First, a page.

When the Huntley Area Public Library fully reopens on Feb. 7, patrons will see an entirely different library.
Closed since Dec. 31 to wrap up a two-year building program, the library at 11000 Ruth Road has undergone a $12.9 million expansion and complete renovation. The library originally was set to reopen Jan. 24, but library board members decided Wednesday to extend the closure.
Additional time is needed to complete the project, which includes a 21,200-square-foot addition and a 15,300-square-foot renovation to the existing building, officials said.
Once open, patrons will find fresh, new spaces and programs.
“It’s a world of difference,” said Doug Cataldo, head of marketing and communications for the library. “I can’t wait for people to see it. It’s almost in many ways unrecognizable, which is really cool. It looks brand new. There are a whole lot of opportunities and services that we’ve never been able to offer to our community before.”
Among the library’s additions are a new “music studio and makerspace to support the ever-increasing virtual learning environment,” a computer lab and classroom, a drive-up window, more meeting rooms for programming and community events and a larger children’s area, library officials said.
Along with the additional space will come new programming.
The effort has resulted in an “engaging hub of learning, creativity and connection,” officials said.
“Our new and improved library is the perfect gathering space for the community, and the dedication of the stakeholders involved is reflected in every detail,” said Frank Novak, director of the Huntley Area Public Library District. “We look forward to celebrating the building’s opening with all who have contributed to the success of this important project.”
Extra classroom and computer space will allow patrons to take part in new classes, such as those focused on job searching, résumé creation and other skill-building activities, Cataldo said.
Through an about $50,000 state grant, the library was able to add a new instructor position, he said. The grant also provided six Chromebooks.
Along with programs related to job skills, the instructor will teach classes in the library’s new creative studio space, where patrons will find items, such as sewing machines and 3D printers and scanners.
The library’s new entrance and drive-up window will allow patrons to conveniently drop off or pick up materials, Cataldo said.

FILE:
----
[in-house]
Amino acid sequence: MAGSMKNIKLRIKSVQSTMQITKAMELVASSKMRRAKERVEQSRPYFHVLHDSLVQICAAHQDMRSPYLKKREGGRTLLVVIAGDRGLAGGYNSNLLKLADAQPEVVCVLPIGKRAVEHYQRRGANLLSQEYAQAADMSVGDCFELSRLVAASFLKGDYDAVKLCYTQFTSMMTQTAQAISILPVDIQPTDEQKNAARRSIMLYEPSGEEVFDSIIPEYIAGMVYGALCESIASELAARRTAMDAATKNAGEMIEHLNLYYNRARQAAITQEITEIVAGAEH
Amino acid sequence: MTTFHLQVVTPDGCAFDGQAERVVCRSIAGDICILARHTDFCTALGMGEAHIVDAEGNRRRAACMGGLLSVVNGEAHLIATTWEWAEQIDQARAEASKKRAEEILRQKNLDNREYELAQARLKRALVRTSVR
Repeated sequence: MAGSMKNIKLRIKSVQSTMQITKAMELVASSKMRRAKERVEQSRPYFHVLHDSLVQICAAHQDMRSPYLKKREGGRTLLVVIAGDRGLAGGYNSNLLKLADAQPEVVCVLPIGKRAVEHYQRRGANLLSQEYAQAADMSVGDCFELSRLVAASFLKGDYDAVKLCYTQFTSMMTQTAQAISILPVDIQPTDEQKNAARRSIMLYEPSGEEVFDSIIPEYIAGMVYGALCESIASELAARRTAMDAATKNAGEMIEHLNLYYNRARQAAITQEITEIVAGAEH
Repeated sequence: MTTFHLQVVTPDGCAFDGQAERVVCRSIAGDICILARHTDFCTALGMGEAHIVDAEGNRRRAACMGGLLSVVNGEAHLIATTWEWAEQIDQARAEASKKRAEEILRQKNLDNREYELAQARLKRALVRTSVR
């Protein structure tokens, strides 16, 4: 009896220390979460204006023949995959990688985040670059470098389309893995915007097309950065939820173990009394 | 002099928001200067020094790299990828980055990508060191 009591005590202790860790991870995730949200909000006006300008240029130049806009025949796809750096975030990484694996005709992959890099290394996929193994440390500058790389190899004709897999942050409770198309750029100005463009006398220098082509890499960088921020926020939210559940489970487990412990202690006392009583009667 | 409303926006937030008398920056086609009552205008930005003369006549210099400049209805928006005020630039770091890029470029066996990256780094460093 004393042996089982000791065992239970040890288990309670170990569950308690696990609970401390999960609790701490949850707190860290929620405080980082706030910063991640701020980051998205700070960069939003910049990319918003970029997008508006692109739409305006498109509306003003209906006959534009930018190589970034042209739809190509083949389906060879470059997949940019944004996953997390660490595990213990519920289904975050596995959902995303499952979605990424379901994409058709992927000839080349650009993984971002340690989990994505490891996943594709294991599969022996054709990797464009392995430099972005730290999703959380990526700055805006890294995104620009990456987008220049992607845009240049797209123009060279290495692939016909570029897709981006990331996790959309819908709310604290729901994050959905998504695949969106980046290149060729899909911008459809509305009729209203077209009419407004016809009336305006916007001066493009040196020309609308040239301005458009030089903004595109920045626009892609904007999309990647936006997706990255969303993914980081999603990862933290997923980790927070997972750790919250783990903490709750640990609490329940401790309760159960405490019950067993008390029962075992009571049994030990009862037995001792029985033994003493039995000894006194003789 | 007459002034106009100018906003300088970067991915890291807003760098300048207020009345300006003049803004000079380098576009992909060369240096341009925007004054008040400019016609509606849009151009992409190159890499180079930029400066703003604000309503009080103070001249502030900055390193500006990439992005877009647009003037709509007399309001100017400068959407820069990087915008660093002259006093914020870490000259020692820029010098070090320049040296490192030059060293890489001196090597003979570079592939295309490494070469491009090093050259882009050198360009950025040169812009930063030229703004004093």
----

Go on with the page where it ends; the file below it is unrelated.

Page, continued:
And with the expansion of the children’s library, children will be able to “play without using their quiet voices,” officials said.
The children’s area once had seating for up to 32 people, but now can hold 150 or more in an area that can be divided into three program rooms when needed or used as one large space, Cataldo said.
“It allows us to hold multiple programs at once,” he said. “We can have storytime in one of the program rooms and a senior coffee next to it, with both running simultaneously.”
Huntley-area history is featured throughout the addition and renovation, as the exterior supports the existing contextual building design and historic features. Inside the library, collections of historical and local artifacts continue to carry on the community’s cultural legacy.
Patrons also will find a sort of community hub with more conference space, tutoring tables and teen areas, including a gaming room.
“Pretty much everything we laid out here and went forward with were things that were suggested from the community through surveys and focus groups,” Cataldo said. “We did a lot of research and meetings leading up to this whole project. … [The community] had a fair share of input. We tried to basically touch on a little of everything from all different areas, and hopefully they’ll like the results.”
Because of the new setup, the library now can offer after-hour programs without having to keep the main library open, he said.
The public will have access to a 10-person conference room for business or group meetings, and another smaller room with a whiteboard will provide space for collaboration among four to six people.
The gaming room in the library’s first-ever Teen Space will feature Nintendo Switch, where patrons can try out games before buying, Cataldo said.
“We’re going to add to that slowly, and make it better as time goes on,” he said.
In fact, the goal is to continually add to all of the library’s programs and spaces “as [COVID-19] and time allows,” he said.
“The hope is when things normalize a little bit we’ll be able to have a solid amount of consistent new programming starting in March or April,” he said.
A $12.9 million bond approved by voters in April 2019 funded the library expansion. Wold Architects and Engineers, the project’s architect, engaged staff, local representatives and stakeholders through an “Innovation Day” to understand the wants and needs of community members, officials said. Wold also assisted with Huntley Library staff to obtain additional grants to fund the project.
“We’re proud of this newly renovated and expanded library and are grateful for the opportunity to work with the Huntley community again to create a space that will serve those who live here for many years to come,” said Roger Schroepfer, partner at Wold Architects and Engineers.
A few factors, including a roof issue, a supply chain issue with some of the equipment and furniture and needed adjustments to the drive-thru window, delayed the library’s opening from January to February, officials said.
While the library remains closed, no fines will accumulate, no materials will be due and regular library services will not be available. Most digital and online services will be available.
Holds placed for pickup the library after Dec. 16 will not become available until after the building reopens, but holds for pickup at other libraries can be placed during the closure.